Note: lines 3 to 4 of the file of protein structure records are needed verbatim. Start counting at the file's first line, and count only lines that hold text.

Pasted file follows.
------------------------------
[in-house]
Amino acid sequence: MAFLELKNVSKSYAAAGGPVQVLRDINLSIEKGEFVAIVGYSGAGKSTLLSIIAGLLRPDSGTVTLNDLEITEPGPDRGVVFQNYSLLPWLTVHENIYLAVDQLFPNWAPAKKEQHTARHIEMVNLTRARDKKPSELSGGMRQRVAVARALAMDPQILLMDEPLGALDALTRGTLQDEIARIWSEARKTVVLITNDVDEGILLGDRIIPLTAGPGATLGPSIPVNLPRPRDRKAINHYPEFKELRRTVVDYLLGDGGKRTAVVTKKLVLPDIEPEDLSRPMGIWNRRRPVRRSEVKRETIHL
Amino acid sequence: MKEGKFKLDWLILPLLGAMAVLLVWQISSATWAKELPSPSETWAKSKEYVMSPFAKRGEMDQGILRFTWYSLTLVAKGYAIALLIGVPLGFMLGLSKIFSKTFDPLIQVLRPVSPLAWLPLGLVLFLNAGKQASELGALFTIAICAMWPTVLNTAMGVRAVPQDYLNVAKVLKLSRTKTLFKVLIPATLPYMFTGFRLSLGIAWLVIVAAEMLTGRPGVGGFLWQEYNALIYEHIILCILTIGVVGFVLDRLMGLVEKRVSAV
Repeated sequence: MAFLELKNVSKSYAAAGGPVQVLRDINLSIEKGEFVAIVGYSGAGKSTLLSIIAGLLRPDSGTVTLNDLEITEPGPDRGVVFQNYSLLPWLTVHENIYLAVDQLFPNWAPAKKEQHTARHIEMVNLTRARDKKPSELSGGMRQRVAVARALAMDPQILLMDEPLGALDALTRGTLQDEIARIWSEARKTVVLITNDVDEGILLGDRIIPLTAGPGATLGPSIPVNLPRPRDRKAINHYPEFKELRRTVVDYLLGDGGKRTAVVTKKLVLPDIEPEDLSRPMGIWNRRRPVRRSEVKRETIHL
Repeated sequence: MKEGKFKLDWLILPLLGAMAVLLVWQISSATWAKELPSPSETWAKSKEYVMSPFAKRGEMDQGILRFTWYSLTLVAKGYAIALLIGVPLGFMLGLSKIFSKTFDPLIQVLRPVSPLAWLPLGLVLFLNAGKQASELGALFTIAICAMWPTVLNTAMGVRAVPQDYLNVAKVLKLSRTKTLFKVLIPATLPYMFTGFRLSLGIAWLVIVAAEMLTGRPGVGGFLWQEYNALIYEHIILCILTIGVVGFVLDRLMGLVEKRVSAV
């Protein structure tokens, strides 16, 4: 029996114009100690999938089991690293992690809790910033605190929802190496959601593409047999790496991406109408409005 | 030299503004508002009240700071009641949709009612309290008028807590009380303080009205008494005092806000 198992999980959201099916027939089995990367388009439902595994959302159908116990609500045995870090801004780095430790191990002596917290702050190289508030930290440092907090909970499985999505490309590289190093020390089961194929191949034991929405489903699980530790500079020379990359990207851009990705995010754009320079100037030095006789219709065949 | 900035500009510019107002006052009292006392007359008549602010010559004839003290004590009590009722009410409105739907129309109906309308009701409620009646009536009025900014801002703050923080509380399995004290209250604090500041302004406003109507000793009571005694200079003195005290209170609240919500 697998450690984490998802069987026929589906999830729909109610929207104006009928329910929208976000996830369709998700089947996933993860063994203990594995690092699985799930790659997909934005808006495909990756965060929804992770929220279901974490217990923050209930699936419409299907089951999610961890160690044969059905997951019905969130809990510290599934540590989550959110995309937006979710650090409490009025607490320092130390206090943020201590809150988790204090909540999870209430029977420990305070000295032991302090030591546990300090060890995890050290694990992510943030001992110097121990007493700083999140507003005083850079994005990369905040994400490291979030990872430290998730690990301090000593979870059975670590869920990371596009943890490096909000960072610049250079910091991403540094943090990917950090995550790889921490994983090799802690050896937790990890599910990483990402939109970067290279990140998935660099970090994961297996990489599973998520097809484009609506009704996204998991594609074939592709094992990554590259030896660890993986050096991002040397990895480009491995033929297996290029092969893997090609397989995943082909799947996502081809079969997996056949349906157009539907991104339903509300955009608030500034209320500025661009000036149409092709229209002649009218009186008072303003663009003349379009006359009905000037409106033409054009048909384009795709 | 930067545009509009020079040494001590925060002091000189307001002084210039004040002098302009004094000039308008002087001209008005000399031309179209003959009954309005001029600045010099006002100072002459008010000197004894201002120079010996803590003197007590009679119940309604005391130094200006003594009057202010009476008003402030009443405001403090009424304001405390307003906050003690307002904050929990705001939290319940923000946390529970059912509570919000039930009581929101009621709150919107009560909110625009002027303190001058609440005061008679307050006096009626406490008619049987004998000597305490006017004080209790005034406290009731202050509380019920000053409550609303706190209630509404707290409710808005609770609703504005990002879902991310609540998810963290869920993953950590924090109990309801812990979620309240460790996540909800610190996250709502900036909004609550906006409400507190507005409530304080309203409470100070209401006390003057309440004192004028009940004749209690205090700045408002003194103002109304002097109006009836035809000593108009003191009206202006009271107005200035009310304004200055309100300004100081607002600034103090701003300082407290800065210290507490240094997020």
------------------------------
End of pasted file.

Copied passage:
Amino acid sequence: MKEGKFKLDWLILPLLGAMAVLLVWQISSATWAKELPSPSETWAKSKEYVMSPFAKRGEMDQGILRFTWYSLTLVAKGYAIALLIGVPLGFMLGLSKIFSKTFDPLIQVLRPVSPLAWLPLGLVLFLNAGKQASELGALFTIAICAMWPTVLNTAMGVRAVPQDYLNVAKVLKLSRTKTLFKVLIPATLPYMFTGFRLSLGIAWLVIVAAEMLTGRPGVGGFLWQEYNALIYEHIILCILTIGVVGFVLDRLMGLVEKRVSAV
Repeated sequence: MAFLELKNVSKSYAAAGGPVQVLRDINLSIEKGEFVAIVGYSGAGKSTLLSIIAGLLRPDSGTVTLNDLEITEPGPDRGVVFQNYSLLPWLTVHENIYLAVDQLFPNWAPAKKEQHTARHIEMVNLTRARDKKPSELSGGMRQRVAVARALAMDPQILLMDEPLGALDALTRGTLQDEIARIWSEARKTVVLITNDVDEGILLGDRIIPLTAGPGATLGPSIPVNLPRPRDRKAINHYPEFKELRRTVVDYLLGDGGKRTAVVTKKLVLPDIEPEDLSRPMGIWNRRRPVRRSEVKRETIHL